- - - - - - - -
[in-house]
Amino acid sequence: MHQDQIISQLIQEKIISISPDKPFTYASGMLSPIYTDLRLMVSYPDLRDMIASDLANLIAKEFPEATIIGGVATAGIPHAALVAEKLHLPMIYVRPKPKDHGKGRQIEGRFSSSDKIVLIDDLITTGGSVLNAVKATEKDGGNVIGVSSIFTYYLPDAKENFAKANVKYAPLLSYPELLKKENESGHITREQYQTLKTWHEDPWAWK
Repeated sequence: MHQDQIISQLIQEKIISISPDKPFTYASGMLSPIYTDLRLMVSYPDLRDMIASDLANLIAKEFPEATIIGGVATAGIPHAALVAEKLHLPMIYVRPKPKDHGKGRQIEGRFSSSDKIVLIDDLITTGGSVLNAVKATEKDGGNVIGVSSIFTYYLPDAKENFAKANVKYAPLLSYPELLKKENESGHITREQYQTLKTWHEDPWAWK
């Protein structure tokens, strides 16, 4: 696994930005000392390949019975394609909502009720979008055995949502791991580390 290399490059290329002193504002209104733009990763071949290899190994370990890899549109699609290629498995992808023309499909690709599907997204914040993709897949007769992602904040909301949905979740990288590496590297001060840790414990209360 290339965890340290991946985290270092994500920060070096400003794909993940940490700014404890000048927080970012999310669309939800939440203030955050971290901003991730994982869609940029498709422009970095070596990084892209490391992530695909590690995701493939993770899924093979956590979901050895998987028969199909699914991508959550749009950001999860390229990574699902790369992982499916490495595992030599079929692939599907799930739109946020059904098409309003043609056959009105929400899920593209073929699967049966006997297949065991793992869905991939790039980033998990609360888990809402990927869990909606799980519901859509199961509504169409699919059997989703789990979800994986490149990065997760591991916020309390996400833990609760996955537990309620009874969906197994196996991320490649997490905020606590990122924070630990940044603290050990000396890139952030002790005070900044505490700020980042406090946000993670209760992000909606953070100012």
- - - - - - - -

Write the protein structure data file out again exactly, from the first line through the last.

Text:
[in-house]
Amino acid sequence: MHQDQIISQLIQEKIISISPDKPFTYASGMLSPIYTDLRLMVSYPDLRDMIASDLANLIAKEFPEATIIGGVATAGIPHAALVAEKLHLPMIYVRPKPKDHGKGRQIEGRFSSSDKIVLIDDLITTGGSVLNAVKATEKDGGNVIGVSSIFTYYLPDAKENFAKANVKYAPLLSYPELLKKENESGHITREQYQTLKTWHEDPWAWK
Repeated sequence: MHQDQIISQLIQEKIISISPDKPFTYASGMLSPIYTDLRLMVSYPDLRDMIASDLANLIAKEFPEATIIGGVATAGIPHAALVAEKLHLPMIYVRPKPKDHGKGRQIEGRFSSSDKIVLIDDLITTGGSVLNAVKATEKDGGNVIGVSSIFTYYLPDAKENFAKANVKYAPLLSYPELLKKENESGHITREQYQTLKTWHEDPWAWK
């Protein structure tokens, strides 16, 4: 696994930005000392390949019975394609909502009720979008055995949502791991580390 290399490059290329002193504002209104733009990763071949290899190994370990890899549109699609290629498995992808023309499909690709599907997204914040993709897949007769992602904040909301949905979740990288590496590297001060840790414990209360 290339965890340290991946985290270092994500920060070096400003794909993940940490700014404890000048927080970012999310669309939800939440203030955050971290901003991730994982869609940029498709422009970095070596990084892209490391992530695909590690995701493939993770899924093979956590979901050895998987028969199909699914991508959550749009950001999860390229990574699902790369992982499916490495595992030599079929692939599907799930739109946020059904098409309003043609056959009105929400899920593209073929699967049966006997297949065991793992869905991939790039980033998990609360888990809402990927869990909606799980519901859509199961509504169409699919059997989703789990979800994986490149990065997760591991916020309390996400833990609760996955537990309620009874969906197994196996991320490649997490905020606590990122924070630990940044603290050990000396890139952030002790005070900044505490700020980042406090946000993670209760992000909606953070100012």